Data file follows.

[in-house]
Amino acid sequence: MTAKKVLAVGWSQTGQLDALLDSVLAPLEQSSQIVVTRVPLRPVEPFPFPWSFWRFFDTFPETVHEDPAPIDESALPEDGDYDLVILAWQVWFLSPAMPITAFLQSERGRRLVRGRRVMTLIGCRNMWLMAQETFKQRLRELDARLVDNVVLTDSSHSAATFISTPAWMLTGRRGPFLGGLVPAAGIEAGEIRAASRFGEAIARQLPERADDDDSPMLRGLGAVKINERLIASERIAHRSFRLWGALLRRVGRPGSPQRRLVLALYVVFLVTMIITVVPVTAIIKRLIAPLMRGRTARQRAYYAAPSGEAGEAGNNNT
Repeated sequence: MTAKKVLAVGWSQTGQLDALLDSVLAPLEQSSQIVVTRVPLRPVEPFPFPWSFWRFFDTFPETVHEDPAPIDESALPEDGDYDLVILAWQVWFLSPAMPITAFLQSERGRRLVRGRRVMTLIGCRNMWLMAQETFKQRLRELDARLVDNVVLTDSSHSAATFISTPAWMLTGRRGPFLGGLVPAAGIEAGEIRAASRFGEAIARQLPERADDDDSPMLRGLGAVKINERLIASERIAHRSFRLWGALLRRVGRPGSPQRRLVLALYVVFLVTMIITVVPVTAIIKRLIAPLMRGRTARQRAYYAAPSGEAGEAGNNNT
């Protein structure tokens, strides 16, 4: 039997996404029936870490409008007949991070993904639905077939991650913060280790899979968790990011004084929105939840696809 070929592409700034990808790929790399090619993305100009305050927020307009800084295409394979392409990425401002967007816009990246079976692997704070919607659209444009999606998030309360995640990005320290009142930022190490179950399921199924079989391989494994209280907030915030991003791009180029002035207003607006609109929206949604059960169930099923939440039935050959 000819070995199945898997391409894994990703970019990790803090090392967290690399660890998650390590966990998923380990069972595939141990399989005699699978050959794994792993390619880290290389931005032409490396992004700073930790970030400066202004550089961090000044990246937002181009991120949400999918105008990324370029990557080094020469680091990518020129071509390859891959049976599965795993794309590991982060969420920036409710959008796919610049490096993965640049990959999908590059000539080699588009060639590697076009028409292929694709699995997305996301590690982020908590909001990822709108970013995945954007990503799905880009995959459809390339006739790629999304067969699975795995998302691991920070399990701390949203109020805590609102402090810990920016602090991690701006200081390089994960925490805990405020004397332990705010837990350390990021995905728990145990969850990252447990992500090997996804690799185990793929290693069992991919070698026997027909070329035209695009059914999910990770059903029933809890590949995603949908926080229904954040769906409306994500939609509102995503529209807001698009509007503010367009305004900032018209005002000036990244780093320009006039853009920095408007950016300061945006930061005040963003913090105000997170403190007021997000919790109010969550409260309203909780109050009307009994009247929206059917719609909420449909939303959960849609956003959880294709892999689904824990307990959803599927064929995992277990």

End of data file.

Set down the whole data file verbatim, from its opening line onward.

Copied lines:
[in-house]
Amino acid sequence: MTAKKVLAVGWSQTGQLDALLDSVLAPLEQSSQIVVTRVPLRPVEPFPFPWSFWRFFDTFPETVHEDPAPIDESALPEDGDYDLVILAWQVWFLSPAMPITAFLQSERGRRLVRGRRVMTLIGCRNMWLMAQETFKQRLRELDARLVDNVVLTDSSHSAATFISTPAWMLTGRRGPFLGGLVPAAGIEAGEIRAASRFGEAIARQLPERADDDDSPMLRGLGAVKINERLIASERIAHRSFRLWGALLRRVGRPGSPQRRLVLALYVVFLVTMIITVVPVTAIIKRLIAPLMRGRTARQRAYYAAPSGEAGEAGNNNT
Repeated sequence: MTAKKVLAVGWSQTGQLDALLDSVLAPLEQSSQIVVTRVPLRPVEPFPFPWSFWRFFDTFPETVHEDPAPIDESALPEDGDYDLVILAWQVWFLSPAMPITAFLQSERGRRLVRGRRVMTLIGCRNMWLMAQETFKQRLRELDARLVDNVVLTDSSHSAATFISTPAWMLTGRRGPFLGGLVPAAGIEAGEIRAASRFGEAIARQLPERADDDDSPMLRGLGAVKINERLIASERIAHRSFRLWGALLRRVGRPGSPQRRLVLALYVVFLVTMIITVVPVTAIIKRLIAPLMRGRTARQRAYYAAPSGEAGEAGNNNT
């Protein structure tokens, strides 16, 4: 039997996404029936870490409008007949991070993904639905077939991650913060280790899979968790990011004084929105939840696809 070929592409700034990808790929790399090619993305100009305050927020307009800084295409394979392409990425401002967007816009990246079976692997704070919607659209444009999606998030309360995640990005320290009142930022190490179950399921199924079989391989494994209280907030915030991003791009180029002035207003607006609109929206949604059960169930099923939440039935050959 000819070995199945898997391409894994990703970019990790803090090392967290690399660890998650390590966990998923380990069972595939141990399989005699699978050959794994792993390619880290290389931005032409490396992004700073930790970030400066202004550089961090000044990246937002181009991120949400999918105008990324370029990557080094020469680091990518020129071509390859891959049976599965795993794309590991982060969420920036409710959008796919610049490096993965640049990959999908590059000539080699588009060639590697076009028409292929694709699995997305996301590690982020908590909001990822709108970013995945954007990503799905880009995959459809390339006739790629999304067969699975795995998302691991920070399990701390949203109020805590609102402090810990920016602090991690701006200081390089994960925490805990405020004397332990705010837990350390990021995905728990145990969850990252447990992500090997996804690799185990793929290693069992991919070698026997027909070329035209695009059914999910990770059903029933809890590949995603949908926080229904954040769906409306994500939609509102995503529209807001698009509007503010367009305004900032018209005002000036990244780093320009006039853009920095408007950016300061945006930061005040963003913090105000997170403190007021997000919790109010969550409260309203909780109050009307009994009247929206059917719609909420449909939303959960849609956003959880294709892999689904824990307990959803599927064929995992277990």